Goodbye to the Wet, Hot Season

end of summer

This blistering summer was so rainy and overwhelmingly humid that nearly everybody around town was talking about it. Most likely, any or all of you were part of one of those conversations. I guess that it’s hard not to talk about what you have to deal with every day.  But I, for one, have been sensing a change that’s coming. It usually happens every mid-August or early September for me. Maybe it’s the sparkling blue of the sky as the cirrus clouds hang up in the high altitudes, like gossamer strands. Or it could be the chip chip chipping of the mockingbird, choosing not to sing during the end of Dog Days, for whatever reason. And it might be the way that the narrow, lengthening shadows lay on the ground for most of the day. Or maybe it’s an occasionally cooler night that triggers the sense in me that Autumn is around the corner.

But what is it that makes the Fall of the year so welcomed, so anticipated, and in a lot of cases so longed for? It depends on the person, I guess, but in the minds and hearts of many it probably has something to do with the prospect of home town football; the turn in the temperature; the leaf change that comes around November; or the mystery of a foggy glow at midnight. It could also have something to do with the far-off sound of shotguns on a Sunday afternoon; ghost stories; the woody, mellow smell of burning yard litter; or the farmers’ market on a Saturday. And it might be something about that derelict old shanty at the end of the lane; the local dollar store’s aisles filled with Halloween candy; seeing the last golden flower nodding its tired head, far away in an abandoned field; or the incredible food and history associated with Thanksgiving that sends the mind racing.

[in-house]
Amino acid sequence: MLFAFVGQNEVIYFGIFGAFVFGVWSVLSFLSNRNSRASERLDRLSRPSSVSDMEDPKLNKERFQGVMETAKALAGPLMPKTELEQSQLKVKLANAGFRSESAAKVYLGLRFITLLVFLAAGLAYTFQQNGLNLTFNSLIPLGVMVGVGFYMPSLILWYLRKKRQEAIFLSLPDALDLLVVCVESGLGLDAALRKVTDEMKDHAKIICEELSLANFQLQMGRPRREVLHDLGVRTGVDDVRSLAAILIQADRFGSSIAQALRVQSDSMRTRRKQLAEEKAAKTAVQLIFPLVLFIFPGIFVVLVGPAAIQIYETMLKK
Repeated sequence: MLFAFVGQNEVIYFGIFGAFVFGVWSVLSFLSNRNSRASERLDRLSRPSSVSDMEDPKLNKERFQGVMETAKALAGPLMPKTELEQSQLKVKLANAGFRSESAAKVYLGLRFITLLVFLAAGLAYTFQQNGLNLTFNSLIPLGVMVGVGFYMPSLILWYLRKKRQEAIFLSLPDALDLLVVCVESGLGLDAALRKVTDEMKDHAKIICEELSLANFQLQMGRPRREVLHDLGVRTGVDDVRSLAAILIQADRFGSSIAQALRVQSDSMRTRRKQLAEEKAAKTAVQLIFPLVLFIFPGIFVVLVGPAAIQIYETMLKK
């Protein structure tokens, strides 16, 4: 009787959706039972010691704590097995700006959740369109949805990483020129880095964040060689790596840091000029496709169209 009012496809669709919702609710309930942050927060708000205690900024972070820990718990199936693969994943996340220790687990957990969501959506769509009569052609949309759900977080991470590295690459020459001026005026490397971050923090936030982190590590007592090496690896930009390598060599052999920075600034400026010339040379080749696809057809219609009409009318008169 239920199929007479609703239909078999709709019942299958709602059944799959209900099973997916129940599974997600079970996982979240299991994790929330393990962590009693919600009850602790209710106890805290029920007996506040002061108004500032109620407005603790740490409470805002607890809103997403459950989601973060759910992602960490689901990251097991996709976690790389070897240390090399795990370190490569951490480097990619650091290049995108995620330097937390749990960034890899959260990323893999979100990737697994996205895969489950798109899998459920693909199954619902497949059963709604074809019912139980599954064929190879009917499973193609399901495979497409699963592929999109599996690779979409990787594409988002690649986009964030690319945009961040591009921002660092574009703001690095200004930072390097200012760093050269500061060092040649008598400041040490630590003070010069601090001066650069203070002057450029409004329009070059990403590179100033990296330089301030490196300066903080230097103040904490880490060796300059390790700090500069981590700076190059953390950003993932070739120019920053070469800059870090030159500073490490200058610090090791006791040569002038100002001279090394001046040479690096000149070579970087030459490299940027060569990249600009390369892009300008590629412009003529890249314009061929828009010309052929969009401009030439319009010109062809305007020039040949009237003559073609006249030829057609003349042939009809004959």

This past Sunday I was watching FOX News while getting ready for church, and a Marie Calendar frozen turkey dinner commercial came on. Then I looked out through the front window at a beautiful morning, and thought about the hint of Fall that I have noticed these last couple of days. I immediately got to thinking about cornbread dressing, sweet potato souffle, gravy and mashed potatoes, congealed salad, squash casserole, biscuits, brownies and chocolate chip cookies, ambrosia, tender speckled butter beans, a honey roasted ham, laughter, and turkey of course.

Fall is a time for remembering, anticipating, and experiencing all those beloved notions that our thoughts can conjure; whether it’s the delight of great Thanksgiving fare, or any of the other much adored things that are connected with the season. But Autumn is also about a lovely dying away, when the world prepares for a well-deserved change; a comforting change that has been achingly awaited, like an old friend returning from being a long time away from home. Autumn is a season when we are all reminded, once again, just how awe-inspiring it can be to experience something as simple as a high school football game, or a forgotten pumpkin vine out at the old fattening pen, or the clusters of glittered leaves and acorns on the thrift store shelf; and then to get caught up in the overwhelming wonder of it all. So, please come quick Thanksgiving and Halloween and leaf change and cooler conditions; and all the rest that there is to love about the soon-to-come season of wonder. . .